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The Great War

August 2, 2014

I have a family interest in the Great War, so cannot pass this 100th anniversary of its start without reflecting on the conflict.

My grandfather Joe Bainbridge fought in the trenches and survived. My great uncle Harry Howl Jeffs was killed just a fortnight before the Armistice.

I am of that generation that grew up knowing veterans of the First World War very well. Not that many would talk of it.

I remember those old gentlemen well. I remember the scars, not all of them visible, that many came home with.

I remember one gent with the most vivid blue scars on his arm. I saw him once – in the 1960s – walking down a street. He didn’t see me. But I watched him as a car backfired. Within an instant he had thrown himself on the ground – all those years later.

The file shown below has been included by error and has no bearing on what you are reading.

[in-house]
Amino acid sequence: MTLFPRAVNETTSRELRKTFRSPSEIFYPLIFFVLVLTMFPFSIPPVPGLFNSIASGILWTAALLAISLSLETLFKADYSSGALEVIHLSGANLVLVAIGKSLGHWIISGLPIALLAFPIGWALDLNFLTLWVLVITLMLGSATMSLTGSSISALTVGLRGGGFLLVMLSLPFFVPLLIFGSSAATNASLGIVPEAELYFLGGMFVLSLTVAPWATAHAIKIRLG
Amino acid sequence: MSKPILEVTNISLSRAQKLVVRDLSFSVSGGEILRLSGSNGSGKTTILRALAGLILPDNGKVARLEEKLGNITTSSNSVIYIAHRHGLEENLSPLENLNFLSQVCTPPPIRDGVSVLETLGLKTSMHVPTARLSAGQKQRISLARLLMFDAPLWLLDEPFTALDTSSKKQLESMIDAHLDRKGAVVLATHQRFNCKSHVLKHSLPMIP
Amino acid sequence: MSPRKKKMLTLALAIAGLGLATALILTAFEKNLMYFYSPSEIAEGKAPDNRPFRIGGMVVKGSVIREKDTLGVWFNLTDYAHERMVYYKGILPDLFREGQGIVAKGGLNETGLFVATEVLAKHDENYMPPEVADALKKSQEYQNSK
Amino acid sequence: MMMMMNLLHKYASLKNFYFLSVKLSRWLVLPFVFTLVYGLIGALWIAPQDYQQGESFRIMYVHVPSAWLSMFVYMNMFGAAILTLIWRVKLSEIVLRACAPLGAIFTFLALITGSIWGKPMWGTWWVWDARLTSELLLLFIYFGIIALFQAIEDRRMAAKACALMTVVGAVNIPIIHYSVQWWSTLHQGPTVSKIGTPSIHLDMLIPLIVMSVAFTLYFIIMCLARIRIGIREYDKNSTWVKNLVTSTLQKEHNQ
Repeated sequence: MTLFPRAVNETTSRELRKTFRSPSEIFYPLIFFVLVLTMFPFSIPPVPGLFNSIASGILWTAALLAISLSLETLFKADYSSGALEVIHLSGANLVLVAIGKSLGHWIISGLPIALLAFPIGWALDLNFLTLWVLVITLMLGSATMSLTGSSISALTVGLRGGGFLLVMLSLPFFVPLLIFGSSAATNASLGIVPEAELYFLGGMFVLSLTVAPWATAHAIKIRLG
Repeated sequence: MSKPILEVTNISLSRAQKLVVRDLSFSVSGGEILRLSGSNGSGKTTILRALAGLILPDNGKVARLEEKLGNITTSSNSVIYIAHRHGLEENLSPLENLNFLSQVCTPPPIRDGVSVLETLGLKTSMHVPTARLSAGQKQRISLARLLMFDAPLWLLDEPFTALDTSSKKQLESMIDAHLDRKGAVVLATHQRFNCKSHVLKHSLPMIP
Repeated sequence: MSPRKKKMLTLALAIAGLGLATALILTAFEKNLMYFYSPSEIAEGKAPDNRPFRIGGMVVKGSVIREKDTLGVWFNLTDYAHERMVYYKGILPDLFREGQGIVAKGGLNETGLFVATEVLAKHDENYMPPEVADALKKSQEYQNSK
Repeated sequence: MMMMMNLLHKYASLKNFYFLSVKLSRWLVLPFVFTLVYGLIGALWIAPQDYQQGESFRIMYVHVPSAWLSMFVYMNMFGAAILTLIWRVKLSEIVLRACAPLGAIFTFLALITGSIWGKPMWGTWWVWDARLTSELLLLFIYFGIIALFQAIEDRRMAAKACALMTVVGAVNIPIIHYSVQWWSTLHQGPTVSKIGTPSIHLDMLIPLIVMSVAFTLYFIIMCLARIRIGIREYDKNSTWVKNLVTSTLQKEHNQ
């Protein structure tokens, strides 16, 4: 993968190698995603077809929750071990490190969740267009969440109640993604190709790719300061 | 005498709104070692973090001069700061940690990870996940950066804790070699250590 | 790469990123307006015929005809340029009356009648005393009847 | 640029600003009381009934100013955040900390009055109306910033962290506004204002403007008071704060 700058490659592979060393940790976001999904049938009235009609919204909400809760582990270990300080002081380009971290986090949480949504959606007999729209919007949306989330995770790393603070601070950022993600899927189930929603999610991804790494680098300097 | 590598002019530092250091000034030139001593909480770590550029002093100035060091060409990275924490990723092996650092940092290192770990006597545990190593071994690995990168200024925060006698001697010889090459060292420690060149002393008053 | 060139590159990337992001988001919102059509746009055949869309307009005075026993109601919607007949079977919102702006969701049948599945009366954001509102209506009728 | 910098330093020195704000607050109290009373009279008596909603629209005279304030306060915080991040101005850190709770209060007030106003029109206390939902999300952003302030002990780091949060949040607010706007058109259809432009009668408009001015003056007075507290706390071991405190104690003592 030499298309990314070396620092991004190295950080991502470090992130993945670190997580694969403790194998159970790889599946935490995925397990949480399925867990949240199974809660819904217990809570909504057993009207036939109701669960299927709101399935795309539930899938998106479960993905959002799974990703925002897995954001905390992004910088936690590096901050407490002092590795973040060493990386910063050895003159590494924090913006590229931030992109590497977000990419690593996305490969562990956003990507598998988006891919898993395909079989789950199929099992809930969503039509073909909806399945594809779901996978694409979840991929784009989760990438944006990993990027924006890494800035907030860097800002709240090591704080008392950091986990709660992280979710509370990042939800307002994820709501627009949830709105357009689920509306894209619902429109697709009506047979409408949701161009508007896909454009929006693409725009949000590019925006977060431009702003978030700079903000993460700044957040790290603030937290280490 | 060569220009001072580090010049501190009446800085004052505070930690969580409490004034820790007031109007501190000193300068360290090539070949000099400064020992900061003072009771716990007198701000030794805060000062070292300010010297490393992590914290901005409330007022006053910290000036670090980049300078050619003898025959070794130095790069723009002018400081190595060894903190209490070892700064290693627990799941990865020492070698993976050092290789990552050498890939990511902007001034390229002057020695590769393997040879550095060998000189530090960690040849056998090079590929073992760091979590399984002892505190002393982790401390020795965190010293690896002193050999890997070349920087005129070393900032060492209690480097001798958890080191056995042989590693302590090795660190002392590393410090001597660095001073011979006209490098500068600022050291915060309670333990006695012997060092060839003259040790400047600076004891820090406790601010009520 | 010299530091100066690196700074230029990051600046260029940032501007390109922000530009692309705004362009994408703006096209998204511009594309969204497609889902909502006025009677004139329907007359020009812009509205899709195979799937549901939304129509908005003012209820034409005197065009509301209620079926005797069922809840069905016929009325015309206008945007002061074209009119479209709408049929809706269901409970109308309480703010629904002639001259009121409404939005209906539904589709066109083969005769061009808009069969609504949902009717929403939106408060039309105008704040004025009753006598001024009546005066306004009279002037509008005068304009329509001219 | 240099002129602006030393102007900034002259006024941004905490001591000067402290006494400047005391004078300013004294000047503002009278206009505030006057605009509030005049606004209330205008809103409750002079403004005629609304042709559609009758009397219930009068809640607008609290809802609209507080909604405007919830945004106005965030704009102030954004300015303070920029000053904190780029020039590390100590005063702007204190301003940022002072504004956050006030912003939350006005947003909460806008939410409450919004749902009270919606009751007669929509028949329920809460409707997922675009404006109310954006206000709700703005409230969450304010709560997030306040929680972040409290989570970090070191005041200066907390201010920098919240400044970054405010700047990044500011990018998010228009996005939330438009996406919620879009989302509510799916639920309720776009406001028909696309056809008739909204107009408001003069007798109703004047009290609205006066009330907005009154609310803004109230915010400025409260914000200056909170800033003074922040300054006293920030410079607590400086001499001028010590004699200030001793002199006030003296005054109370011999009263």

I visited the Western Front as a boy. It has haunted me since. One day I would like to go back.

It was, of course, supposed to be the “War to End Wars”.

If only!

Not twenty-two years later my father and uncle had to go off to do it all again.

And would the veterans of the trenches be very thrilled to see again the social injustice being inflicted on their descendants; the food banks, the poor pay for hard workers, the benefit sanctions and people dying because they can’t get medical care?

Perhaps those soldiers of the trenches might ask themselves why they bothered?

And even today people are killing each other in war, and the private firms that own our governments are making vast profits from arms trading.

How little the world has moved on.

Every soldier who died in the trenches has been betrayed.

So this is a good time to reflect.

Because I think the time has long come when Joe Public should refuse to fight and die to bail mediocre and grasping politicians out of a hole.

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